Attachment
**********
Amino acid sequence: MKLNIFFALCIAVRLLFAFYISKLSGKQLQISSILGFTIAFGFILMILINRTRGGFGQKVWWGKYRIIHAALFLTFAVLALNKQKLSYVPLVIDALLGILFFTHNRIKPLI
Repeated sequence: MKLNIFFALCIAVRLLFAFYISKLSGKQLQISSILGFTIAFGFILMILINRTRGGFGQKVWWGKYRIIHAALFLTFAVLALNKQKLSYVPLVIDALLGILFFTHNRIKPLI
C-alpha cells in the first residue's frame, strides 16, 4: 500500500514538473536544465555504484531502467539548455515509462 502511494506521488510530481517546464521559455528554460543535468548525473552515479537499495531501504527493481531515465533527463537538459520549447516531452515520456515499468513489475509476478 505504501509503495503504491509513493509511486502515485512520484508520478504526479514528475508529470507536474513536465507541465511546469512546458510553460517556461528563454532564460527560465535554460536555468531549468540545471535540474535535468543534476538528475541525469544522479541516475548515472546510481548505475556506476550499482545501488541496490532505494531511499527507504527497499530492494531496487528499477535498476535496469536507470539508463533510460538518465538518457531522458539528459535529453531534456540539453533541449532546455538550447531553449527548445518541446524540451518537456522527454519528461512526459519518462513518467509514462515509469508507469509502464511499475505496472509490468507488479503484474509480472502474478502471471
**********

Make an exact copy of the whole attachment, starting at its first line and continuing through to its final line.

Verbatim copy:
Amino acid sequence: MKLNIFFALCIAVRLLFAFYISKLSGKQLQISSILGFTIAFGFILMILINRTRGGFGQKVWWGKYRIIHAALFLTFAVLALNKQKLSYVPLVIDALLGILFFTHNRIKPLI
Repeated sequence: MKLNIFFALCIAVRLLFAFYISKLSGKQLQISSILGFTIAFGFILMILINRTRGGFGQKVWWGKYRIIHAALFLTFAVLALNKQKLSYVPLVIDALLGILFFTHNRIKPLI
C-alpha cells in the first residue's frame, strides 16, 4: 500500500514538473536544465555504484531502467539548455515509462 502511494506521488510530481517546464521559455528554460543535468548525473552515479537499495531501504527493481531515465533527463537538459520549447516531452515520456515499468513489475509476478 505504501509503495503504491509513493509511486502515485512520484508520478504526479514528475508529470507536474513536465507541465511546469512546458510553460517556461528563454532564460527560465535554460536555468531549468540545471535540474535535468543534476538528475541525469544522479541516475548515472546510481548505475556506476550499482545501488541496490532505494531511499527507504527497499530492494531496487528499477535498476535496469536507470539508463533510460538518465538518457531522458539528459535529453531534456540539453533541449532546455538550447531553449527548445518541446524540451518537456522527454519528461512526459519518462513518467509514462515509469508507469509502464511499475505496472509490468507488479503484474509480472502474478502471471